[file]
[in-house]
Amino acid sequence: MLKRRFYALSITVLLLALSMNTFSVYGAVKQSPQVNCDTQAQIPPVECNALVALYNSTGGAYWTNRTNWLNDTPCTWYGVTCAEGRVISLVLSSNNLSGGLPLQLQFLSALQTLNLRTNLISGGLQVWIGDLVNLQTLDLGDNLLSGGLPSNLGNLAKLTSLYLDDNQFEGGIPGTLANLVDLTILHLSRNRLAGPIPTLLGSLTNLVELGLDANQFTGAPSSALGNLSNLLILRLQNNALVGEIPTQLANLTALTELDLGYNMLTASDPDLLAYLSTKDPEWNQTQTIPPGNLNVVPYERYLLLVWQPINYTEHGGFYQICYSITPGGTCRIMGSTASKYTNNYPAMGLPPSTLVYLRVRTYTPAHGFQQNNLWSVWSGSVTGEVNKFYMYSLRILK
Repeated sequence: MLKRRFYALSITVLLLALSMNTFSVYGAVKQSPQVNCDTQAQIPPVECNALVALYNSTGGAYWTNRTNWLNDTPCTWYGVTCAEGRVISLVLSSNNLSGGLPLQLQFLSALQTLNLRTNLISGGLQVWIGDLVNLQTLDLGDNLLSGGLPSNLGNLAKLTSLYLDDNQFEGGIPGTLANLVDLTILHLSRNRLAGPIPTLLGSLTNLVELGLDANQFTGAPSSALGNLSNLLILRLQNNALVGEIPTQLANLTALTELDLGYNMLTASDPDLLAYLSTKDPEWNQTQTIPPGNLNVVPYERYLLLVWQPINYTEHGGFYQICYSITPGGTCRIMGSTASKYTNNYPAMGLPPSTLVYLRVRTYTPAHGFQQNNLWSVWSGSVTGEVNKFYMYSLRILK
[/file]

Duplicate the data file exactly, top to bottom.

[in-house]
Amino acid sequence: MLKRRFYALSITVLLLALSMNTFSVYGAVKQSPQVNCDTQAQIPPVECNALVALYNSTGGAYWTNRTNWLNDTPCTWYGVTCAEGRVISLVLSSNNLSGGLPLQLQFLSALQTLNLRTNLISGGLQVWIGDLVNLQTLDLGDNLLSGGLPSNLGNLAKLTSLYLDDNQFEGGIPGTLANLVDLTILHLSRNRLAGPIPTLLGSLTNLVELGLDANQFTGAPSSALGNLSNLLILRLQNNALVGEIPTQLANLTALTELDLGYNMLTASDPDLLAYLSTKDPEWNQTQTIPPGNLNVVPYERYLLLVWQPINYTEHGGFYQICYSITPGGTCRIMGSTASKYTNNYPAMGLPPSTLVYLRVRTYTPAHGFQQNNLWSVWSGSVTGEVNKFYMYSLRILK
Repeated sequence: MLKRRFYALSITVLLLALSMNTFSVYGAVKQSPQVNCDTQAQIPPVECNALVALYNSTGGAYWTNRTNWLNDTPCTWYGVTCAEGRVISLVLSSNNLSGGLPLQLQFLSALQTLNLRTNLISGGLQVWIGDLVNLQTLDLGDNLLSGGLPSNLGNLAKLTSLYLDDNQFEGGIPGTLANLVDLTILHLSRNRLAGPIPTLLGSLTNLVELGLDANQFTGAPSSALGNLSNLLILRLQNNALVGEIPTQLANLTALTELDLGYNMLTASDPDLLAYLSTKDPEWNQTQTIPPGNLNVVPYERYLLLVWQPINYTEHGGFYQICYSITPGGTCRIMGSTASKYTNNYPAMGLPPSTLVYLRVRTYTPAHGFQQNNLWSVWSGSVTGEVNKFYMYSLRILK